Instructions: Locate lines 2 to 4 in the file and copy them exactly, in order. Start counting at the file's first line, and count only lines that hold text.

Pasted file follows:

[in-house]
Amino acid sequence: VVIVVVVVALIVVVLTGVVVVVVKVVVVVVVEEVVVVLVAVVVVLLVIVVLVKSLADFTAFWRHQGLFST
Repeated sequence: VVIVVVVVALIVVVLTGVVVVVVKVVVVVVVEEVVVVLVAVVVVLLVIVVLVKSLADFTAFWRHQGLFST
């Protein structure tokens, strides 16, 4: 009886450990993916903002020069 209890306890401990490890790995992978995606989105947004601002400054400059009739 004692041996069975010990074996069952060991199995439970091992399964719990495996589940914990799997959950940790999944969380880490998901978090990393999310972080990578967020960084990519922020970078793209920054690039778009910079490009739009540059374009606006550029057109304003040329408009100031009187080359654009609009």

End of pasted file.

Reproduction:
Amino acid sequence: VVIVVVVVALIVVVLTGVVVVVVKVVVVVVVEEVVVVLVAVVVVLLVIVVLVKSLADFTAFWRHQGLFST
Repeated sequence: VVIVVVVVALIVVVLTGVVVVVVKVVVVVVVEEVVVVLVAVVVVLLVIVVLVKSLADFTAFWRHQGLFST
């Protein structure tokens, strides 16, 4: 009886450990993916903002020069 209890306890401990490890790995992978995606989105947004601002400054400059009739 004692041996069975010990074996069952060991199995439970091992399964719990495996589940914990799997959950940790999944969380880490998901978090990393999310972080990578967020960084990519922020970078793209920054690039778009910079490009739009540059374009606006550029057109304003040329408009100031009187080359654009609009």